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Sonoma County supervisors on Tuesday sought to map out their response to the Andy Lopez shooting with a robust plan of action, endorsing work on a memorial park in the Santa Rosa boy's neighborhood and more than a dozen other proposals aimed at repairing trust in local government and law enforcement.

In addition to the park, the Board of Supervisors also supported formation of a community task force to study models for independent citizen oversight of law enforcement and launched internal reviews of county police training and operations, including policies for use of lethal force.

Those efforts are set to come back with findings and recommendations within the first half of next year.

Supervisors also unanimously supported spending an estimated $250,000 to add lapel cameras to the uniforms of the county's roughly 250 patrol deputies. The move, which is supported by Sheriff Steve Freitas, was seen as an immediate measure to help smooth community relations with the Sheriff's Office after a veteran deputy shot and killed Lopez, 13, when he mistook his airsoft BB gun for an assault rifle. Other fixes are envisioned over a longer term.

The wide range of measures comes a month after the board's first discussion of the Oct. 22 shooting. Where that gathering was proposed for listening, Tuesday's was for outlining action.

"This is about empowering a community and creating lasting change," said Supervisor Efren Carrillo. He said the shooting has come to represent a pivotal moment for Sonoma County, demanding a comprehensive response not just to a single tragedy but an overhaul of how local government serves disadvantaged communities countywide.

On many issues, the response has been overdue, Carrillo said.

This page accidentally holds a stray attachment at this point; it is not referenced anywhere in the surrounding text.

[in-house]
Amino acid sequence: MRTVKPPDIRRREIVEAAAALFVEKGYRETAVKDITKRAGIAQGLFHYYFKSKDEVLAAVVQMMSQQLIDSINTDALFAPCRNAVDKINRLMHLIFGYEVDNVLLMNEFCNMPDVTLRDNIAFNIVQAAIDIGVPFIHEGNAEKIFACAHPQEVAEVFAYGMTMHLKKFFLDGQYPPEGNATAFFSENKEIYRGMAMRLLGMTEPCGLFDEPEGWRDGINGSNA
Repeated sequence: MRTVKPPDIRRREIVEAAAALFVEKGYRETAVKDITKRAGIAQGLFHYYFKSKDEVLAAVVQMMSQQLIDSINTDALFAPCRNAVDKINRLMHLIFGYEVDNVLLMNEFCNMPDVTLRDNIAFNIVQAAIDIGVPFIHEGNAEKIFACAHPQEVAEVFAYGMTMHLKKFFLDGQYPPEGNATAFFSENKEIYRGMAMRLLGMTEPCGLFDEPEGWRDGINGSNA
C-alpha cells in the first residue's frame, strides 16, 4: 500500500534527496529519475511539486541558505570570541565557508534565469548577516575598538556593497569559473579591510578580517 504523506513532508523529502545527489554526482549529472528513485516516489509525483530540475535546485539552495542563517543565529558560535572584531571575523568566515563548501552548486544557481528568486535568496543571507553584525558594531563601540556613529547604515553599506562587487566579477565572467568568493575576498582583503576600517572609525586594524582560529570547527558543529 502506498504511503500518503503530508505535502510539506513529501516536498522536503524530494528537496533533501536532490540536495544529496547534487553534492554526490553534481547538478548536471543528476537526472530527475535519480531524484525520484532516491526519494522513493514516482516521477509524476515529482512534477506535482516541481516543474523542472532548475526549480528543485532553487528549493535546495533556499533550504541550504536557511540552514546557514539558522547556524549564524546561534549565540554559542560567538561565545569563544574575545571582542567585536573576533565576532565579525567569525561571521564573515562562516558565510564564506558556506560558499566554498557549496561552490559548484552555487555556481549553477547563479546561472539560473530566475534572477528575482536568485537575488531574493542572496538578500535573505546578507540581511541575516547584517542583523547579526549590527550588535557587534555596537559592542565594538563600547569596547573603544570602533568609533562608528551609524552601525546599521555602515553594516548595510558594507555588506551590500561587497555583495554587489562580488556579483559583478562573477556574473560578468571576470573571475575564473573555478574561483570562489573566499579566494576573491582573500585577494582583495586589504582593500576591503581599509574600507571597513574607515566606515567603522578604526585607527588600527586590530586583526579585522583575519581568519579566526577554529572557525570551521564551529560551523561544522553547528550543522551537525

"Sadly, it developed from a tragic event that occurred in our community," he said. "But this is much larger than that event and it's much larger than the challenges that many of those in our (individual) communities face."

The moves come amid sustained outrage in Lopez's southwest Santa Rosa neighborhood and strong criticism leveled at the county by the boy's family, members of the Latino community and student groups, as well as civil rights activists from throughout the Bay Area.

Angelica Tercero, a Roseland resident who has taken part in that movement, thanked the board and county for its work but suggested they had a long way to go to reestablish credibility with fearful residents.

"This was not just a mistake," Tercero said. "It was a horrible mistake."

Lopez was shot by Deputy Erick Gelhaus, a 24-year veteran of the department and former Army soldier who served in Iraq. Gelhaus reportedly mistook the boy's airsoft BB gun — one made to look like an AK-47 assault rifle — for a real gun.

Gelhaus has served as a firearms instructor with the Sheriff's Office since 1995. Tercero said the deputies he has instructed needed to be retrained.

"That hasn't come out," she said. "I haven't heard it. I haven't seen it."

No representative from the Sheriff's Office spoke at Tuesday's hearing. An investigation into the shooting by Santa Rosa police and the county District Attorney's Office is ongoing.

Among the other initiatives that supervisors endorsed in the two-hour meeting was a redoubled effort to push for Santa Rosa's annexation of the unincorporated islands in its midst. That includes not just Roseland, the largest island spanning a predominantly Latino and lower-income neighborhood that has languished under county jurisdiction for decades, but also Lopez's Moorland Avenue neighborhood to the south.